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OEB Architects have gained consent for the conversion and extension of a vacant church hall building in Tunbridge Wells into four characterful dwellings, working with small sites developer Arrant Land to envisage a highly pragmatic adaptive reuse that minimises demolition.


The team engaged closely and collaboratively with planning and conservation officers to establish a sensitive scheme that respects the scale and appearance of the surrounding streets, while preserving the historic ‘gothic’ character of the hall building itself.


A pair of 2-bedroom houses are created in the former hall, in an upside-down layout with lofty living space upstairs extending up into the pitched roof.   An existing single storey wing to the East of the hall is raised by two additional storeys to accommodate two 3-bedroom houses, matching the height of the neighbouring terrace.   Each of the houses is designed with a a dedicated study for working at home - either at the ground floor overlooking the street, or as north-facing loft rooms with high level clerestory glazing that limits overlooking to surrounding gardens.


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The front elevation to the street is calmly ordered, with aligned openings set within pale render in observance of the town’s prevailing Georgian stucco.  On the gable facade of the hall existing elements such as lancet windows are reinterpreted to suit the residential use, integrated within a composition of openings including the ground floor recessed entrance.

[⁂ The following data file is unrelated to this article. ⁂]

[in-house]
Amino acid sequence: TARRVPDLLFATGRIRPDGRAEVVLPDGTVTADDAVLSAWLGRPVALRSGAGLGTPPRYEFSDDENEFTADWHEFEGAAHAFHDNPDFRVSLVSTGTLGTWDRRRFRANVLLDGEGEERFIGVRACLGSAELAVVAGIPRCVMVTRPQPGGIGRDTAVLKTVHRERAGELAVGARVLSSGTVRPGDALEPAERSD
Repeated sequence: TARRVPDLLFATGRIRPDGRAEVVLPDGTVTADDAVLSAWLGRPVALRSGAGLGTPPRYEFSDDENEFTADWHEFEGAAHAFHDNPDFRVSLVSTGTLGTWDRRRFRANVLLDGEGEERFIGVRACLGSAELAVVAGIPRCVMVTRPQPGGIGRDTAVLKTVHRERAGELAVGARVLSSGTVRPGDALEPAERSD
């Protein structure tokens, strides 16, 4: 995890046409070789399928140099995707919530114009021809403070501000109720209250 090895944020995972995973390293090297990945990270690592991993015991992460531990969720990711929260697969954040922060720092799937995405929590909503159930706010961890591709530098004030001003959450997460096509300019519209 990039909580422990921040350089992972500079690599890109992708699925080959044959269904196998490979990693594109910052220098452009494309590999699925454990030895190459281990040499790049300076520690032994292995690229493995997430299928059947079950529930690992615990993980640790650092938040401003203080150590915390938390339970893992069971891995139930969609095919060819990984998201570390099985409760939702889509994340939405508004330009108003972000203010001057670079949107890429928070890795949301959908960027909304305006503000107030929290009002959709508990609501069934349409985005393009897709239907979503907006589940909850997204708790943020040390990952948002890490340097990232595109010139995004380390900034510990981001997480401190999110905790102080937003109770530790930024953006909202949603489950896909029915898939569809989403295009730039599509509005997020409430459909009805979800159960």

At the rear the houses depart from the formality of the street, taking on a more unruly character typical of the backs of terraces where alterations and adjustments accumulate over time.  The windows are of irregular scale and arrangement, within a rougher, earthier render, closer to the tone of the brickwork of the rear of the hall. A pared back version of the fenestration at the front gives access onto external patios from the hall’s rear gable, while the side wing houses have glazed living spaces stepping out into their gardens.


The project prioritises retaining as much of the existing high-carbon fabric as possible, both out of  a concern for minimising loss of embodied energy on site, and as a pragmatic measure - new spaces are simply organised within and around the position of existing solid brickwork walls, with the occasional additional opening made.  The new extensions are proposed to be predominantly lightweight timber frame construction, using natural insulation and render for a breathable build up that offers a healthy internal environment, alongside low embodied carbon and avoidance of petrochemical based materials.


The hall had a life serving the congregation of the local parish church, followed by 40 years as the gymnasium for the local primary school.  Now that the school has relocated, the building will be repurposed to provide new homes in a highly sustainable central location.

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